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Microfluidics and Nanofluidics

, Volume 19, Issue 2, pp 273–282 | Cite as

Nebulization of water/glycerol droplets generated by ZnO/Si surface acoustic wave devices

  • Y. J. Guo
  • A. P. Dennison
  • Y. Li
  • J. Luo
  • X. T. Zu
  • C. L. Mackay
  • P. Langridge-Smith
  • A. J. Walton
  • Y. Q. Fu
Research Paper

Abstract

Efficient nebulization of liquid sessile droplets (water and water/glycerol mixtures) was investigated using standing waves generated using ZnO/Si surface acoustic wave (SAW) devices under different RF powers, frequencies and liquid viscosity (varied glycol concentrations in water). At such high RF powers, there are strong competitions between vertical jetting and nebulization. At lower SAW frequencies of 12.3 and 23.37 MHz, significant capillary waves and large satellite droplets were generated before nebulization could be observed. At frequencies between 23.37 and 37.2 MHz, spreading, displacement or occasionally jetting of the parent sessile droplet was frequently observed before a significant nebulization occurred. When the SAW frequencies were increased from 44.44 to 63.3 MHz, the minimum RF power to initiate droplet nebulization was found to increase significantly, and jetting of the parent droplet before nebulization became significant, although the average size of the nebulized particles and ejected satellite droplets appeared to decrease with an increase in frequency. With the increase of glycerol concentration in the test sessile droplets (or increase in liquid viscosity), nebulization became difficult due to the increased SAW damping rate inside the liquid. Acoustic heating effects were characterized to be insignificant and did not show apparent contributions to the nebulization process due to silicon substrate’s natural effect as an effective heat sink and the employment of a metallic holder beneath the ZnO/Si SAW device substrates.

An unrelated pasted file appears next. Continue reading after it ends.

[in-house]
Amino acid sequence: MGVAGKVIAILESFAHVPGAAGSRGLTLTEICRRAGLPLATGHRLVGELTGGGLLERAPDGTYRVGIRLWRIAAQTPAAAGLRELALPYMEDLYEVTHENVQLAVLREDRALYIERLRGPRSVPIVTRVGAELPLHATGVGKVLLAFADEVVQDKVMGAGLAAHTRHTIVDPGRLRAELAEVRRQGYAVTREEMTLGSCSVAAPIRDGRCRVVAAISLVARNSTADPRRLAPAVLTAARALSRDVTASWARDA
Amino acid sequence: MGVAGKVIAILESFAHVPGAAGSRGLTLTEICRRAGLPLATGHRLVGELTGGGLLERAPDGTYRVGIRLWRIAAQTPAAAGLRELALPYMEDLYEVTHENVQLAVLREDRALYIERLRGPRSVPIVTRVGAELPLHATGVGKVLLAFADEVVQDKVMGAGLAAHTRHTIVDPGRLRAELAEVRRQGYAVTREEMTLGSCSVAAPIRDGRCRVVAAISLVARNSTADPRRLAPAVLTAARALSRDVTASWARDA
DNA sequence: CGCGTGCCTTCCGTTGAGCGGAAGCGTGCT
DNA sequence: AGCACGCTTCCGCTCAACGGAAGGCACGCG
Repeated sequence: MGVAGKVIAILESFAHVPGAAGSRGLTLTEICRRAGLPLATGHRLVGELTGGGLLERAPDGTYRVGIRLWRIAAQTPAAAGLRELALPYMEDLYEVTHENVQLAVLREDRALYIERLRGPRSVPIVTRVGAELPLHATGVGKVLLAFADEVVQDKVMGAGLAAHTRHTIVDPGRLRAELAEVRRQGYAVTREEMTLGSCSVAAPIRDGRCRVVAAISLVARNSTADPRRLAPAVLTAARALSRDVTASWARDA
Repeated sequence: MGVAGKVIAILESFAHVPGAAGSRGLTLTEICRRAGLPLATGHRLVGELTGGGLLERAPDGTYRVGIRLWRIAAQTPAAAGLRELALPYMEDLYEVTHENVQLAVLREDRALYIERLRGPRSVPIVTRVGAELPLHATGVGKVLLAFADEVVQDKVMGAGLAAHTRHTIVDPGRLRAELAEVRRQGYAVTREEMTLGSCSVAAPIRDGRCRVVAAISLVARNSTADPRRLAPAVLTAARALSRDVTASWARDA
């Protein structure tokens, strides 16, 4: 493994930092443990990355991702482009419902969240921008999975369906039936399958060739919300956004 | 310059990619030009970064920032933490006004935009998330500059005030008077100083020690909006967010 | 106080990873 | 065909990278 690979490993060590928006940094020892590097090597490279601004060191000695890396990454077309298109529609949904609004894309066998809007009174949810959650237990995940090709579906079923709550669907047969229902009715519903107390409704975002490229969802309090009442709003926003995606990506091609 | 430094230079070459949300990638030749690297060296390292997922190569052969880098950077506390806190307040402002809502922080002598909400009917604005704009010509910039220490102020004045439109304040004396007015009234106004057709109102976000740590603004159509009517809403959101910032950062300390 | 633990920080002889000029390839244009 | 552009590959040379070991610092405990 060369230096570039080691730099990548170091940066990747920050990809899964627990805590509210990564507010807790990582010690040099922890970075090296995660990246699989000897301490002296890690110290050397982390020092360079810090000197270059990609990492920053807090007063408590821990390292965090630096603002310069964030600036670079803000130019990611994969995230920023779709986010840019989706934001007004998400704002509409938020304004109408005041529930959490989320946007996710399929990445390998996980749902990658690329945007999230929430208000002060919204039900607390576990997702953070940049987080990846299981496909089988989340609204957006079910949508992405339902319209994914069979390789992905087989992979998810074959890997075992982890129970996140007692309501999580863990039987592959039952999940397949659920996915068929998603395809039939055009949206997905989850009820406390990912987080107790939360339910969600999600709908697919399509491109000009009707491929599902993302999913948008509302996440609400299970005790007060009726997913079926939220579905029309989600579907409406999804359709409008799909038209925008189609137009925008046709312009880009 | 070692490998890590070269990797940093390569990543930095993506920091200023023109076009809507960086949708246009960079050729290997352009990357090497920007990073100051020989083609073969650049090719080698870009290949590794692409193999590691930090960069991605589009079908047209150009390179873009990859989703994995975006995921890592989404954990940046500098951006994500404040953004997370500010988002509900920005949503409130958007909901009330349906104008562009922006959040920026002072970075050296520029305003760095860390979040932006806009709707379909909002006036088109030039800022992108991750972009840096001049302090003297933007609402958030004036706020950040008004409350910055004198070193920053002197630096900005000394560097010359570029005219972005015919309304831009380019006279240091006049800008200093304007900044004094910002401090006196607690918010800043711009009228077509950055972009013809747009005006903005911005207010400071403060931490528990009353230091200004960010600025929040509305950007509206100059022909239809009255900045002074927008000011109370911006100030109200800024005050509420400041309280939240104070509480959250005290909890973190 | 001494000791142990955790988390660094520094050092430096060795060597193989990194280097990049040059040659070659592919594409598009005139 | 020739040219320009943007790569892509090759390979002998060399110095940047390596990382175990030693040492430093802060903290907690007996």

Keywords

Nebulization ZnO Microfluidics Surface acoustic wave 

Notes

Acknowledgments

The authors acknowledge financial support from the Innovative electronic Manufacturing Research Centre (IeMRC) through the EPSRC funded flagship project SMART MICROSYSTEMS (FS/01/02/10), the Royal Society-Research Grant (RG090609), the Scottish Sensing Systems Centre (S3C), Carnegie Trust Funding, Royal Society of Edinburgh, Royal Academy of Engineering Research Exchange with China and India, the National Natural Science Foundation of China (No. 11304032),as well as the EPSRC (Engineering and Physical Sciences Research Council) Engineering Instrument Pool for providing the high-speed video system (Photron XLR Express, VISION Research Phantom MIRO 4031), infrared video system (FLUKE TI25, ThermaCAM™ SC640), 3-D high resolution Microscope (Hirox 4029), Perkin Elmer Pyris Diamond DSC, as well as particle size analyser (Spraytec, Malvern Instruments).

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Copyright information

© Springer-Verlag Berlin Heidelberg 2014

Authors and Affiliations

  • Y. J. Guo
    • 1
    • 2
  • A. P. Dennison
    • 3
  • Y. Li
    • 4
  • J. Luo
    • 5
  • X. T. Zu
    • 1
  • C. L. Mackay
    • 3
  • P. Langridge-Smith
    • 3
  • A. J. Walton
    • 4
  • Y. Q. Fu
    • 2
  1. 1.School of Physical ElectronicsUniversity of Electronic Science and Technology of ChinaChengduPeople’s Republic of China
  2. 2.Thin Film Centre, Scottish Universities Physics Alliance (SUPA)University of West of ScotlandPaisleyUK
  3. 3.Scottish Instrumentation and Resource Centre for Advanced Mass Spectrometry, School of ChemistryUniversity of EdinburghEdinburghUK
  4. 4.Institute for Integrated Micro and Nano Systems, School of EngineeringUniversity of EdinburghEdinburghUK
  5. 5.Institute of Renewable Energy and Environment TechnologyBolton UniversityBoltonUK

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